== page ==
Thirdly, when you build a stewardship mentality into your church, you’re opening a door of blessings. The greatest blessings I’ve received as a pastor are when I emphasize the church’s mission and I see people invest in that mission. God reminds me that He’s providing for the future of the ministry through the people. I have the joy of watching people prove God’s faithfulness. I also have the joy of witnessing people beginning to experience the sure blessing of honoring the Lord and the Lord providing in their lives.
Ultimately, pastors must remember that we must first be stewards to teach others to be stewards. Pastors must be all in and raise up disciples who are “all in” with their lives and walk with Christ. Church congregations cannot solely attend bible studies and have a variety of experiences. They must learn how to manage what’s been entrusted to them. The money and handling of their physical and financial resources are not exceptions.
You are responsible for what’s been entrusted to you. Ultimately, the church is not yours. It is God’s. The people are not yours. They are God’s. We need to be faithful in the process and focus on the true call of ministry, which is to make disciples who multiply disciple makers.
3- What advice would you share with a pastor seeking to manage the church’s finances God’s way?
To lead a church both in faithful stewardship and effective leadership, specifically as it relates to money, a pastor must consider three things:
First, go before others. It always comes back to our individual commitment as pastors/church leaders – we have to lead the way. Give your own heart and resources (time/talent/treasure) into the ministry of the church. Manage your own finances in a way that you are an investor and partner in the work of God.
Second, recognize how vital it is to have a strong organizational system in place for the accounting and managing of money. You need to have the highest level of financial integrity and credibility. This includes not living with the reputation of being late on bills, not failing to be able to account for whether or not monies given to specific allocations were truly invested in those specific ministries, among other things as well.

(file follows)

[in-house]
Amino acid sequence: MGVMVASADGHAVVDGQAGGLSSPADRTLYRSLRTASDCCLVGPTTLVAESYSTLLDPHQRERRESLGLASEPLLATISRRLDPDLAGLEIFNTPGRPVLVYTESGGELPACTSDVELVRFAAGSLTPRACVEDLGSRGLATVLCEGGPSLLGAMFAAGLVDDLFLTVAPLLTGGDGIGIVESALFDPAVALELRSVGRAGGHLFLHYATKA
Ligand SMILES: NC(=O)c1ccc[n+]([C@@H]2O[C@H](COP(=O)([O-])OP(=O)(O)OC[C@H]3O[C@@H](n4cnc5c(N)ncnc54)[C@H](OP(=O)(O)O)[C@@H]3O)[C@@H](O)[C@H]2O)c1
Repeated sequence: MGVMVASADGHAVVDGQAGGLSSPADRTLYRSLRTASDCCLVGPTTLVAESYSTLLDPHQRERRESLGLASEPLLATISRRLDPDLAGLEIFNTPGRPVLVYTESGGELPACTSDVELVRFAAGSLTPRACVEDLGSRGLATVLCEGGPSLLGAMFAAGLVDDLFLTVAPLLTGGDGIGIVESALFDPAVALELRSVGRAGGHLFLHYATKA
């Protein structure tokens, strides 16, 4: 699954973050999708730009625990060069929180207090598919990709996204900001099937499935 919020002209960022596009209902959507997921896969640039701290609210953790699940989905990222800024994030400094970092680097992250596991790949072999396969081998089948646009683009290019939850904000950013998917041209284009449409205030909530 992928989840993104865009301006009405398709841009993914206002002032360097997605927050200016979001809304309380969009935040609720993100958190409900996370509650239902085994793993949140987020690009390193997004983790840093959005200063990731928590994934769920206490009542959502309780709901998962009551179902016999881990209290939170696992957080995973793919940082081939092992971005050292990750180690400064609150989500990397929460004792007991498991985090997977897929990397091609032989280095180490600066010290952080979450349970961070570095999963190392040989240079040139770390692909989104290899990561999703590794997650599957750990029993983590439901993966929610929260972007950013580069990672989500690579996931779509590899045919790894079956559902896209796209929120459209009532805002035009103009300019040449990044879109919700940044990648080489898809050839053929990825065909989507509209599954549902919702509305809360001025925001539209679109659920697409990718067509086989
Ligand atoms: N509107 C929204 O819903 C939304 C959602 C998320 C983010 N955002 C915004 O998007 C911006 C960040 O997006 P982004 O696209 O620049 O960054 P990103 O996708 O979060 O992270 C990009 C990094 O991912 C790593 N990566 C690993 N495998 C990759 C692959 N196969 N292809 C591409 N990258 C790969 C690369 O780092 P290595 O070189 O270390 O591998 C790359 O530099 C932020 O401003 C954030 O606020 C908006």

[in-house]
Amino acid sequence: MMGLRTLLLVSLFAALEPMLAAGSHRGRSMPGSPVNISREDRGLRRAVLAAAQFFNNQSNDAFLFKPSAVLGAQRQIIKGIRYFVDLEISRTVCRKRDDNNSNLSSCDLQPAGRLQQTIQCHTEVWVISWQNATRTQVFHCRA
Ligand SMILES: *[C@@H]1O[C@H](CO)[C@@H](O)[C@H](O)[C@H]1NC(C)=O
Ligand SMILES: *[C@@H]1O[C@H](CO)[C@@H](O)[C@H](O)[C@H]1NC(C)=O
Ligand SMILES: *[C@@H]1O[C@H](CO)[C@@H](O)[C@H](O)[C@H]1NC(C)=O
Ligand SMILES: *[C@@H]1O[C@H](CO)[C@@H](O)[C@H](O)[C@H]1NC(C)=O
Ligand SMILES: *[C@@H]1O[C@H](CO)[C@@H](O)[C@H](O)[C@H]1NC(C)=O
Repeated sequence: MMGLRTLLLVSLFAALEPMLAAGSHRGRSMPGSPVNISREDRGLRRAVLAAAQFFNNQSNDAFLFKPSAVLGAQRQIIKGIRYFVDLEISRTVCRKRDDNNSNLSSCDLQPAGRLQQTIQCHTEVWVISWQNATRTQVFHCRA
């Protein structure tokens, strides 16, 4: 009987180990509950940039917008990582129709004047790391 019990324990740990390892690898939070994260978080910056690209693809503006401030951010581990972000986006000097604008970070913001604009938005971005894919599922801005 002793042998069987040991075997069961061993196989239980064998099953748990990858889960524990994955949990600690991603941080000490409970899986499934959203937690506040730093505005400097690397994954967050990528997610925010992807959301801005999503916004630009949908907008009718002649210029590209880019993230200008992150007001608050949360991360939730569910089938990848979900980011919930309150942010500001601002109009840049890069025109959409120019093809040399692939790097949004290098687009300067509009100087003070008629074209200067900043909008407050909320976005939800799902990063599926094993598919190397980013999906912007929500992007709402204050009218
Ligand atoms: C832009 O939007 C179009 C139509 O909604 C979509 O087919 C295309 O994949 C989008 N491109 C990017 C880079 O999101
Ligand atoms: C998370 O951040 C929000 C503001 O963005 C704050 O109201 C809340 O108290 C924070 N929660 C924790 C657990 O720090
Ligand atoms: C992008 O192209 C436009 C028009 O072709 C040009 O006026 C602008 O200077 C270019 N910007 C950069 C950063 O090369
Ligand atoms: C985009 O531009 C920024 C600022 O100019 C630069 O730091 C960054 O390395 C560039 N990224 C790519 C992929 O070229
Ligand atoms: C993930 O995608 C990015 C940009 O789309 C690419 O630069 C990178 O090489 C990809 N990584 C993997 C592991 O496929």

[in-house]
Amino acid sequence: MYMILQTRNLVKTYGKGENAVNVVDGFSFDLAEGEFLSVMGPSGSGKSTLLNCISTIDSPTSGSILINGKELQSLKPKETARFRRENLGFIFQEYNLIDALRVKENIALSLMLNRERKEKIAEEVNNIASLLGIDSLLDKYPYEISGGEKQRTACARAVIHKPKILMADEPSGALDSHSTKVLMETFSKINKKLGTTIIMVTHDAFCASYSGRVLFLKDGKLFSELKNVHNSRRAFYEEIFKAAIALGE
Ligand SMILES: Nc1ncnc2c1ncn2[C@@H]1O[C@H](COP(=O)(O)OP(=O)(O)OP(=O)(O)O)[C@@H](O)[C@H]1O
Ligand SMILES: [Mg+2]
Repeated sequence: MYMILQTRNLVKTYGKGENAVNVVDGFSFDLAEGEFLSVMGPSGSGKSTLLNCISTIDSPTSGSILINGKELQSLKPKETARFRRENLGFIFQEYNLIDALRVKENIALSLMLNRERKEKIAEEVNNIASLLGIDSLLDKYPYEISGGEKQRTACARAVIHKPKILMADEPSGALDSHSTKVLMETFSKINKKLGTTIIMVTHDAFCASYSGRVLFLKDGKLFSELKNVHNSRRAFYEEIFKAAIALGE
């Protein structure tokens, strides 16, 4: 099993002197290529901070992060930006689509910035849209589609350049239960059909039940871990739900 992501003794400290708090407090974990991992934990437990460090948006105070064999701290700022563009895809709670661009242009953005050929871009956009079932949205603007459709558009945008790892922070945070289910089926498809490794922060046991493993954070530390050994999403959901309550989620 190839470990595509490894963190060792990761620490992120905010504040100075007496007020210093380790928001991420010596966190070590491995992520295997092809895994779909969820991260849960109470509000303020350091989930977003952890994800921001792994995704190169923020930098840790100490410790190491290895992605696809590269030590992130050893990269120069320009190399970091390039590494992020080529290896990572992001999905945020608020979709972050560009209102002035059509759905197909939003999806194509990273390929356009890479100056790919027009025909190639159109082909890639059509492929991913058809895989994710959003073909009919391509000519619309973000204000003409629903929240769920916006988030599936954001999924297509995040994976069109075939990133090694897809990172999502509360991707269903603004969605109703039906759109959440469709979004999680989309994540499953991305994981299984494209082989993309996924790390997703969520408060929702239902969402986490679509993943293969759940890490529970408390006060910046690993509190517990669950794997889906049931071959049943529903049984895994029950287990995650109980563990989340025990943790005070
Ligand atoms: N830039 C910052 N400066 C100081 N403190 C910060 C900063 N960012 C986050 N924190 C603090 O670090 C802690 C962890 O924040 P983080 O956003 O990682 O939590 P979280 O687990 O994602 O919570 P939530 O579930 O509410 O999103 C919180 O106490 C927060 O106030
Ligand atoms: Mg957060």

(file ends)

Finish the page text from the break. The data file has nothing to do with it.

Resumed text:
Third, cast the vision and then the mission of the church. Resources flows to vision. When people understand that vision, they are inspired by that vision. They want to share in that. You help keep the church on mission by continuing to create a vision of what the Kingdom of God is and what it’s about and how it’s being evidenced in the world. As a part of that, you need to tell stories and testimonies about how God moved and worked in our lives and in our families and our ministries together.
4-What are you hoping that church leaders take away from the Give Conference?
What I want to personally take away from a conference is encouragement. I don’t need to be overwhelmed by a system or someone’s heightened success. I need encouragement that we’re working out the same playbook.
God says that He will supply needs. We all need encouragement toward that. Perhaps you’re struggling financially trying to break the bondage of debt. Perhaps you’re trying to launch or build some new resource or platform of ministry. I believe there will be tremendous encouragement that comes through the Give Conference.
One of the joys is that I really see SecureGive as being at the leading edge of helping pastors and churches find ways to stay on that stewarding mission that God has for us in our leadership role. I’m also excited for pastors to get tools and tactics that would empower them to cast vision (not just trying to get people to give money). We want to help people be all in as disciples.
I personally hope I’ll learn something! I’m constantly in this arena in my own life. I certainly want to live with a mindset and thought process and with a vision of how much more we can do together by faith as we seek the Lord and as we invest in His Kingdom. I pray other pastors will as well.